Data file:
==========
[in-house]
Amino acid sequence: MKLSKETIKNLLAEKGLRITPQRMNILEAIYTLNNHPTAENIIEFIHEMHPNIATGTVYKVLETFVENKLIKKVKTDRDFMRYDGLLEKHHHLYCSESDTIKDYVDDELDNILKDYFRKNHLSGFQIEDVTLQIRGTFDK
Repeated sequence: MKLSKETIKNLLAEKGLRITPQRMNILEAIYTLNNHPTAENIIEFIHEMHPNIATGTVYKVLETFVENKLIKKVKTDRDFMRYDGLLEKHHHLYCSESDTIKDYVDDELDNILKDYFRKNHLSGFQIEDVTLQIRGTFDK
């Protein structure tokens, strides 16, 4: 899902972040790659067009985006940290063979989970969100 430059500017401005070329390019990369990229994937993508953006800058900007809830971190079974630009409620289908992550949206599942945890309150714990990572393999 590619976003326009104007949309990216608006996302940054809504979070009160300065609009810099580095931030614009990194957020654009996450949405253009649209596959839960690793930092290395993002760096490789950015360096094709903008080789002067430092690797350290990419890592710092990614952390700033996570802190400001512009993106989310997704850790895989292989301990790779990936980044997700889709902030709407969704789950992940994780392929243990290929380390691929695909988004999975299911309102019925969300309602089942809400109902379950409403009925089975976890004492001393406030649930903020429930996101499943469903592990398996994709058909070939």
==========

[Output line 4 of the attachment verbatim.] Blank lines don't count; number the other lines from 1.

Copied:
């Protein structure tokens, strides 16, 4: 899902972040790659067009985006940290063979989970969100 430059500017401005070329390019990369990229994937993508953006800058900007809830971190079974630009409620289908992550949206599942945890309150714990990572393999 590619976003326009104007949309990216608006996302940054809504979070009160300065609009810099580095931030614009990194957020654009996450949405253009649209596959839960690793930092290395993002760096490789950015360096094709903008080789002067430092690797350290990419890592710092990614952390700033996570802190400001512009993106989310997704850790895989292989301990790779990936980044997700889709902030709407969704789950992940994780392929243990290929380390691929695909988004999975299911309102019925969300309602089942809400109902379950409403009925089975976890004492001393406030649930903020429930996101499943469903592990398996994709058909070939």